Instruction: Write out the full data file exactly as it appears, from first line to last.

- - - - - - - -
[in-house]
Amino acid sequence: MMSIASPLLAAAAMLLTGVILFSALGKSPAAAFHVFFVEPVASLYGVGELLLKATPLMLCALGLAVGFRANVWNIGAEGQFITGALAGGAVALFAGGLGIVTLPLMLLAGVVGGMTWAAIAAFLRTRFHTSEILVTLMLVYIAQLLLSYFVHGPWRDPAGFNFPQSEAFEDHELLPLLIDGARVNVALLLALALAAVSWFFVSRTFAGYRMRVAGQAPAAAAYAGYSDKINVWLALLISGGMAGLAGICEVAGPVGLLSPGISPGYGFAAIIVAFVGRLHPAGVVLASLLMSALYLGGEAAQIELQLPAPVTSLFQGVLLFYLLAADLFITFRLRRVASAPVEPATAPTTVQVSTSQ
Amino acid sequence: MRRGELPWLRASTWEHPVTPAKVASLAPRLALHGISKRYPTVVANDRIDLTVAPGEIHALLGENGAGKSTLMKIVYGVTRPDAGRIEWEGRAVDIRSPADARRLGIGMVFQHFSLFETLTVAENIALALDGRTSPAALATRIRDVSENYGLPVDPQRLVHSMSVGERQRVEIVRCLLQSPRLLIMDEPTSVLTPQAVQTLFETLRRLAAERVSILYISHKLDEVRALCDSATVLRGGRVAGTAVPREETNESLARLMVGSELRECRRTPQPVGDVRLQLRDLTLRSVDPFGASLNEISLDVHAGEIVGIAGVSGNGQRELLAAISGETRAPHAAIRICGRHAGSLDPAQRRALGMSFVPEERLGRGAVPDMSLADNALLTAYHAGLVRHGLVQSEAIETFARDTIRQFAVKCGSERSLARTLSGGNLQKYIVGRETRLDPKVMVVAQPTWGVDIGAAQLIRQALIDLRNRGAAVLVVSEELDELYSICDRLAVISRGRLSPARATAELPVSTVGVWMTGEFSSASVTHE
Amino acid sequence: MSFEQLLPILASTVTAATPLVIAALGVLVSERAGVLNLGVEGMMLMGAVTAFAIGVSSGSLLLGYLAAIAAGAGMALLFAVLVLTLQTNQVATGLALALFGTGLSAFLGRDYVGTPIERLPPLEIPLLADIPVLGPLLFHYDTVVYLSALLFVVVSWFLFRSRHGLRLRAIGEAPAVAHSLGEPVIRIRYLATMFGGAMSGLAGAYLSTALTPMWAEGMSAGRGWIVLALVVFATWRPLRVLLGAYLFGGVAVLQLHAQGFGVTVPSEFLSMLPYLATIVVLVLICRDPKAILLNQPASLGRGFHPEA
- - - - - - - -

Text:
[in-house]
Amino acid sequence: MMSIASPLLAAAAMLLTGVILFSALGKSPAAAFHVFFVEPVASLYGVGELLLKATPLMLCALGLAVGFRANVWNIGAEGQFITGALAGGAVALFAGGLGIVTLPLMLLAGVVGGMTWAAIAAFLRTRFHTSEILVTLMLVYIAQLLLSYFVHGPWRDPAGFNFPQSEAFEDHELLPLLIDGARVNVALLLALALAAVSWFFVSRTFAGYRMRVAGQAPAAAAYAGYSDKINVWLALLISGGMAGLAGICEVAGPVGLLSPGISPGYGFAAIIVAFVGRLHPAGVVLASLLMSALYLGGEAAQIELQLPAPVTSLFQGVLLFYLLAADLFITFRLRRVASAPVEPATAPTTVQVSTSQ
Amino acid sequence: MRRGELPWLRASTWEHPVTPAKVASLAPRLALHGISKRYPTVVANDRIDLTVAPGEIHALLGENGAGKSTLMKIVYGVTRPDAGRIEWEGRAVDIRSPADARRLGIGMVFQHFSLFETLTVAENIALALDGRTSPAALATRIRDVSENYGLPVDPQRLVHSMSVGERQRVEIVRCLLQSPRLLIMDEPTSVLTPQAVQTLFETLRRLAAERVSILYISHKLDEVRALCDSATVLRGGRVAGTAVPREETNESLARLMVGSELRECRRTPQPVGDVRLQLRDLTLRSVDPFGASLNEISLDVHAGEIVGIAGVSGNGQRELLAAISGETRAPHAAIRICGRHAGSLDPAQRRALGMSFVPEERLGRGAVPDMSLADNALLTAYHAGLVRHGLVQSEAIETFARDTIRQFAVKCGSERSLARTLSGGNLQKYIVGRETRLDPKVMVVAQPTWGVDIGAAQLIRQALIDLRNRGAAVLVVSEELDELYSICDRLAVISRGRLSPARATAELPVSTVGVWMTGEFSSASVTHE
Amino acid sequence: MSFEQLLPILASTVTAATPLVIAALGVLVSERAGVLNLGVEGMMLMGAVTAFAIGVSSGSLLLGYLAAIAAGAGMALLFAVLVLTLQTNQVATGLALALFGTGLSAFLGRDYVGTPIERLPPLEIPLLADIPVLGPLLFHYDTVVYLSALLFVVVSWFLFRSRHGLRLRAIGEAPAVAHSLGEPVIRIRYLATMFGGAMSGLAGAYLSTALTPMWAEGMSAGRGWIVLALVVFATWRPLRVLLGAYLFGGVAVLQLHAQGFGVTVPSEFLSMLPYLATIVVLVLICRDPKAILLNQPASLGRGFHPEA